Adrienne Matei

Asked about the future of Parkinson’s disease in the US, Dr Ray Dorsey says, “We’re on the tip of a very, very large iceberg.”

Most cases of Parkinson’s disease are considered idiopathic – they lack a clear cause. Yet researchers increasingly believe that one factor is environmental exposure to trichloroethylene (TCE), a chemical compound used in industrial degreasing, dry-cleaning and household products such as some shoe polishes and carpet cleaners.

To date, the clearest evidence around the risk of TCE to human health is derived from workers who are exposed to the chemical in the work-place. A 2008 peer-reviewed study in the Annals of Neurology, for example, found that TCE is “a risk factor for parkinsonism.” And a 2011 study echoed those results, finding “a six-fold increase in the risk of developing Parkinson’s in individuals exposed in the workplace to trichloroethylene (TCE).”

Dr Samuel Goldman of The Parkinson’s Institute in Sunnyvale, California, who co-led the study, which appeared in the Annals of Neurology journal, wrote: “Our study confirms that common environmental contaminants may increase the risk of developing Parkinson’s, which has considerable public health implications.” It was off the back of studies like these that the US Department of Labor issued a guidance on TCE, saying: “The Board recommends […] exposures to carbon disulfide (CS2) and trichloroethylene (TCE) be presumed to cause, contribute, or aggravate Parkinsonism.”

TCE is a carcinogen linked to renal cell carcinoma, cancers of the cervix, liver, biliary passages, lymphatic system and male breast tissue, and fetal cardiac defects, among other effects. Its known relationship to Parkinson’s may often be overlooked due to the fact that exposure to TCE can predate the disease’s onset by decades. While some people exposed may sicken quickly, others may unknowingly work or live on contaminated sites for most of their lives before developing symptoms of Parkinson’s.

Those near National Priorities List Superfund sites (sites known to be contaminated with hazardous substances such as TCE) are at especially high risk of exposure. Santa Clara county, California, for example, is home not only to Silicon Valley, but 23 superfund sites – the highest concentration in the country. Google Quad Campus sits atop one such site; for several months in 2012 and 2013, the Environmental Protection Agency (EPA) found employees of the company were inhaling unsafe levels of TCE in the form of toxic vapor rising up from the ground beneath their offices.

While some countries heavily regulate TCE (its use is banned in the EU without special authorization) the EPA estimates that 250m lb of the chemical are still used annually in the US, and that in 2017, more than 2m lb of it was released into the environment from industrial sites, contaminating air, soil and water. TCE is currently estimated to be present in about 30% of US groundwater (the non-profit Environmental Working Group created its own map of TCE-contaminated water sites nationwide), though researcher Briana de Miranda, a toxicologist who studies TCE at the University of Alabama at Birmingham School of Medicine, says: “We are under-sampling how many people are exposed to TCE. It’s probably a lot more than we guess.”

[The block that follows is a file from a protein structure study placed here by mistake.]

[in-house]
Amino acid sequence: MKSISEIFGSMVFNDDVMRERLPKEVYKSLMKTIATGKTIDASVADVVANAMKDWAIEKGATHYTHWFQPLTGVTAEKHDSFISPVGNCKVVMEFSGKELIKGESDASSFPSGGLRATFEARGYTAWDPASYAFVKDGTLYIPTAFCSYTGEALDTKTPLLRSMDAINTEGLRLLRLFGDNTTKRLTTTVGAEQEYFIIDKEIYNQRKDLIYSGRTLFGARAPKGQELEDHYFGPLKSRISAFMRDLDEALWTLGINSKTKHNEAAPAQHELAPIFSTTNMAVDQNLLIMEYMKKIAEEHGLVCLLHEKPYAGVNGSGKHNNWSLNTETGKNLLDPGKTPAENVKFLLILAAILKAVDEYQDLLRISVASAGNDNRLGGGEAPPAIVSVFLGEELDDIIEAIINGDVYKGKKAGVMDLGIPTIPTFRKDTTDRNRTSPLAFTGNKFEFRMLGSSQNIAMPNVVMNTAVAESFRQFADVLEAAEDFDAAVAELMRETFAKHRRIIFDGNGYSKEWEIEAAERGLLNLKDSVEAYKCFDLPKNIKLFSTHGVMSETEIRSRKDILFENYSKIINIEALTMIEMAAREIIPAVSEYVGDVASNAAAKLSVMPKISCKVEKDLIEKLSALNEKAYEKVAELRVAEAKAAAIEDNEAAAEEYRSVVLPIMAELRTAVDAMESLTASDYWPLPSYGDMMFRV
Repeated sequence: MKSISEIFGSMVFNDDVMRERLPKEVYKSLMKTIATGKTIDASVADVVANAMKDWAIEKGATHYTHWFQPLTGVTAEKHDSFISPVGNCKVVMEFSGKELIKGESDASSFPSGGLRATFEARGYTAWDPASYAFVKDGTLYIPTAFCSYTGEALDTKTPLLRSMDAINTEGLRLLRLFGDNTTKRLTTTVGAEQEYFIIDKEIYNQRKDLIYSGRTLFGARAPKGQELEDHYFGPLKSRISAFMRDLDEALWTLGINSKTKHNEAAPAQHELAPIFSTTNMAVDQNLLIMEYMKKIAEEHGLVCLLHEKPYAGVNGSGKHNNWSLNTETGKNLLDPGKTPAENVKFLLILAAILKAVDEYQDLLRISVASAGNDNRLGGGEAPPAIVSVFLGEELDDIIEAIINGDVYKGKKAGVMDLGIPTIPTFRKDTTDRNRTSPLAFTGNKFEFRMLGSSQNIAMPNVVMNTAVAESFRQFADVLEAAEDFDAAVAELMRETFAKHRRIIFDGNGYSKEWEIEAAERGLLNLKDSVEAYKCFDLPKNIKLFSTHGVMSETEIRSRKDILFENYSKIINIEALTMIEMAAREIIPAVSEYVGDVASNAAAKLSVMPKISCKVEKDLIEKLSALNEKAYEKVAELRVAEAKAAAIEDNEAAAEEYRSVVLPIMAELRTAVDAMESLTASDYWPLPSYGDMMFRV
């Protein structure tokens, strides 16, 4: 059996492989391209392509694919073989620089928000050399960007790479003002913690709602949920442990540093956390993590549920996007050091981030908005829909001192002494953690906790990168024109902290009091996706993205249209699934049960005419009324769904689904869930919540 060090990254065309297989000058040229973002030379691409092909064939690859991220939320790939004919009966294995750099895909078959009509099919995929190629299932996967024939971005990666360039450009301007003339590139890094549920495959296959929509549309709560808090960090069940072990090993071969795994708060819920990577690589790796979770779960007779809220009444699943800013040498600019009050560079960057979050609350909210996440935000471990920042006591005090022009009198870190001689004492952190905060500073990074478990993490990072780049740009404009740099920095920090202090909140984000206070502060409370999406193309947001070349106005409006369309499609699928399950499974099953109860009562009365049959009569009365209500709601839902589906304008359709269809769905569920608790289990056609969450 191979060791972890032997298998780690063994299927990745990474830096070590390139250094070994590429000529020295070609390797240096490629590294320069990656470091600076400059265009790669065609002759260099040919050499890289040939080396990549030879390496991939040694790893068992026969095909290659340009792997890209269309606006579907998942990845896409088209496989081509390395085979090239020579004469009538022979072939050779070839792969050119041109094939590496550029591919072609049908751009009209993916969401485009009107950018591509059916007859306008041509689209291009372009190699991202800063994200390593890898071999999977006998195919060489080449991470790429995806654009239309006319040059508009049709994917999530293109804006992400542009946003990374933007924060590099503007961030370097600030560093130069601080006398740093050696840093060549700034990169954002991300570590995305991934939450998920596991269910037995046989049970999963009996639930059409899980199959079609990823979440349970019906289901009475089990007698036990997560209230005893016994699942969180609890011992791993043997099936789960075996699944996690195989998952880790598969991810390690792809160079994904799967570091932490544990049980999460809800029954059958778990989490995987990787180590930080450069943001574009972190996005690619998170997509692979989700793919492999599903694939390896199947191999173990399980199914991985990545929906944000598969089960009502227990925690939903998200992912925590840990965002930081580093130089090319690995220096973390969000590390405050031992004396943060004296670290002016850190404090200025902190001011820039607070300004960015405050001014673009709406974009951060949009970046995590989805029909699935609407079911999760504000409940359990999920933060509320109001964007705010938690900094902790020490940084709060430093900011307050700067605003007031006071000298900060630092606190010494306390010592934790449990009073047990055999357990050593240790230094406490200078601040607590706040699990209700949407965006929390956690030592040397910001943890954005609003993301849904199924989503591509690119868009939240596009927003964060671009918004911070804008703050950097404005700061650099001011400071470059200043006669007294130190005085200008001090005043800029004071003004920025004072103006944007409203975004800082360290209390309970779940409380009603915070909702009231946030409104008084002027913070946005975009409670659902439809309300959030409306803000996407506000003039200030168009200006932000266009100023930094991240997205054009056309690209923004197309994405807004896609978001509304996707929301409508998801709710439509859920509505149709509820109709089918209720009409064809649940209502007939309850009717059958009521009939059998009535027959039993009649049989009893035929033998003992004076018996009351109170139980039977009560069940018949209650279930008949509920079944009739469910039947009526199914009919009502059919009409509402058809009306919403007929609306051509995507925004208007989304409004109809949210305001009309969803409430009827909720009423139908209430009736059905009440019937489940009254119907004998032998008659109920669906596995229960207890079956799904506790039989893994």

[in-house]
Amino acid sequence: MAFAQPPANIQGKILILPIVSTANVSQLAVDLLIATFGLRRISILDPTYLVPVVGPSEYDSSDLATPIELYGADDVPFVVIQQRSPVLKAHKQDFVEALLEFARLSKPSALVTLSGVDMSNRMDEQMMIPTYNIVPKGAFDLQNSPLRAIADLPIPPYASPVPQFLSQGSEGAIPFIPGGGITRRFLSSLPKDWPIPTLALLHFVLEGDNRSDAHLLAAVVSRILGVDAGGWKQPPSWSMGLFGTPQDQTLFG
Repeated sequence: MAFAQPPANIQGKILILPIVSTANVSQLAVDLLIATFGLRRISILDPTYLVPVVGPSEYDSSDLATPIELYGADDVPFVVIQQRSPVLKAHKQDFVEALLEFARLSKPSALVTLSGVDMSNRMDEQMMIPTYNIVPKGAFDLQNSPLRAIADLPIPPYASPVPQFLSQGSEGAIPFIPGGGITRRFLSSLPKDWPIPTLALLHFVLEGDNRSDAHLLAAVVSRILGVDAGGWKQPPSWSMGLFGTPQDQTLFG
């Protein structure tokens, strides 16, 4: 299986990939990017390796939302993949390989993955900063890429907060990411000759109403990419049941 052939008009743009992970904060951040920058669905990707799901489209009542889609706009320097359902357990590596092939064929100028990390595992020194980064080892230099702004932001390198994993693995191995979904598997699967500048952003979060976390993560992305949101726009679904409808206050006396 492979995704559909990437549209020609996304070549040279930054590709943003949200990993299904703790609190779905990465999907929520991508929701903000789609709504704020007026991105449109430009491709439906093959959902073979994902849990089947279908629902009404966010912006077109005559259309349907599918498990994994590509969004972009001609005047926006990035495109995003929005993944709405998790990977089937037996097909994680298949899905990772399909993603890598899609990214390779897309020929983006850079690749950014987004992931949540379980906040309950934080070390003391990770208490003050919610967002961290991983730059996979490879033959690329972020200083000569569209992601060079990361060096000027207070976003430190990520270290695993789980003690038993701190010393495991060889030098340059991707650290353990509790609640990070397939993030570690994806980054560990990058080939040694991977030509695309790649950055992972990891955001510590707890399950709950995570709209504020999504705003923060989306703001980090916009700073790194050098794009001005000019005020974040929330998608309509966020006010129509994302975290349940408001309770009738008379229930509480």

Under EPA regulations, it’s considered “safe” for TCE to be present in drinking water at a maximum concentration of five parts per billion. In severe cases of contamination, such as that which occurred at Camp Lejeune, a North Carolina marine corps, between the 1950s and late 1980s, people are believed to have been exposed to up to 3,400 times the level of contaminants permitted by safety standards. A memorial site known as “Babyland” honors the children of military personnel who died after they or their pregnant mothers were exposed to TCE-tainted water while living on the base.

While De Miranda says researchers do not believe low concentrations of TCE in drinking water specifically are enough to cause illness, Dorsey doesn’t think it’s an overstatement to say US groundwater could be giving people Parkinson’s disease. “Numerous studies have linked well water to Parkinson’s disease, and it’s not just TCE in those cases, it can be pesticides like paraquat, too,” he says, referencing a lethal weedkiller the US still uses despite it being phased out in the EU, Brazil and China.

Using activated carbon filtration devices (like Brita filters) can help reduce TCE in drinking water, yet bathing in contaminated water, as well as inhaling vapours from toxic groundwater and soil, can be far more difficult to avoid.

De Miranda says policy and effective government intervention are crucial when it comes to testing, monitoring and remediating TCE contaminated sites, and that it’s important to raise awareness of TCE’s role in surging rates of Parkinson’s. Failure to address the issue will not only continue to negatively affect people’s health, but will exacerbate the adult home care crisis that has already left 50 million Americans responsible for providing care to sick loved ones, as Parkinson’s is characterized by slow, progressive degeneration and has no cure.

In May 2020, Minnesota became the first state to ban TCE; New York followed suit last December, as should more states, especially as federal action on the issue has lagged. Given that the negative health effects of TCE have been documented in the Journal of the American Medical Association since 1932, it’s well past time for the US to stop using it, and to better protect its civilians from hazardous chemicals that put lives at risk.


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